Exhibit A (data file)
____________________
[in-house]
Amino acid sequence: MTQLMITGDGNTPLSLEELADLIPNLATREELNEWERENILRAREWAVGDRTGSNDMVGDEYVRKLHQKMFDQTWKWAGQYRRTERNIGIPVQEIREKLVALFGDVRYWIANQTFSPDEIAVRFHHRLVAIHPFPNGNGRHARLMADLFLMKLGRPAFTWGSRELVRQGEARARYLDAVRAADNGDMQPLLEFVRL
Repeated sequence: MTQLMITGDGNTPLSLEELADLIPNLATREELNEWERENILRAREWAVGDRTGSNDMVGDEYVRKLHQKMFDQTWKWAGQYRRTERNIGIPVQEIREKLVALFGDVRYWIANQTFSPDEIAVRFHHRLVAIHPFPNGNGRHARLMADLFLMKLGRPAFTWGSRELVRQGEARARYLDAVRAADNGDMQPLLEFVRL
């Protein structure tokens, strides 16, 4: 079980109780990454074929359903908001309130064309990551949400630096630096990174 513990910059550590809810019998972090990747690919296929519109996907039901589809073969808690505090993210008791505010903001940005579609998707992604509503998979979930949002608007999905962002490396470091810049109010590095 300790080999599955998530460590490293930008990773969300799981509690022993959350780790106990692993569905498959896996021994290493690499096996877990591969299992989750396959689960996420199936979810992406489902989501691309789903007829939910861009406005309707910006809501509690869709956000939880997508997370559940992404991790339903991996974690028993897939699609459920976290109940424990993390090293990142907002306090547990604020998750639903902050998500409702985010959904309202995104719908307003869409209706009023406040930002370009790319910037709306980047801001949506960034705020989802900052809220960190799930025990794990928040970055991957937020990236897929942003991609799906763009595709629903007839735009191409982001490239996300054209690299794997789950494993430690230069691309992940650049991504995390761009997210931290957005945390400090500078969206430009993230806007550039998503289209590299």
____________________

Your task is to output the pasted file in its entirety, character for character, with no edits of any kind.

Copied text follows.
[in-house]
Amino acid sequence: MTQLMITGDGNTPLSLEELADLIPNLATREELNEWERENILRAREWAVGDRTGSNDMVGDEYVRKLHQKMFDQTWKWAGQYRRTERNIGIPVQEIREKLVALFGDVRYWIANQTFSPDEIAVRFHHRLVAIHPFPNGNGRHARLMADLFLMKLGRPAFTWGSRELVRQGEARARYLDAVRAADNGDMQPLLEFVRL
Repeated sequence: MTQLMITGDGNTPLSLEELADLIPNLATREELNEWERENILRAREWAVGDRTGSNDMVGDEYVRKLHQKMFDQTWKWAGQYRRTERNIGIPVQEIREKLVALFGDVRYWIANQTFSPDEIAVRFHHRLVAIHPFPNGNGRHARLMADLFLMKLGRPAFTWGSRELVRQGEARARYLDAVRAADNGDMQPLLEFVRL
């Protein structure tokens, strides 16, 4: 079980109780990454074929359903908001309130064309990551949400630096630096990174 513990910059550590809810019998972090990747690919296929519109996907039901589809073969808690505090993210008791505010903001940005579609998707992604509503998979979930949002608007999905962002490396470091810049109010590095 300790080999599955998530460590490293930008990773969300799981509690022993959350780790106990692993569905498959896996021994290493690499096996877990591969299992989750396959689960996420199936979810992406489902989501691309789903007829939910861009406005309707910006809501509690869709956000939880997508997370559940992404991790339903991996974690028993897939699609459920976290109940424990993390090293990142907002306090547990604020998750639903902050998500409702985010959904309202995104719908307003869409209706009023406040930002370009790319910037709306980047801001949506960034705020989802900052809220960190799930025990794990928040970055991957937020990236897929942003991609799906763009595709629903007839735009191409982001490239996300054209690299794997789950494993430690230069691309992940650049991504995390761009997210931290957005945390400090500078969206430009993230806007550039998503289209590299």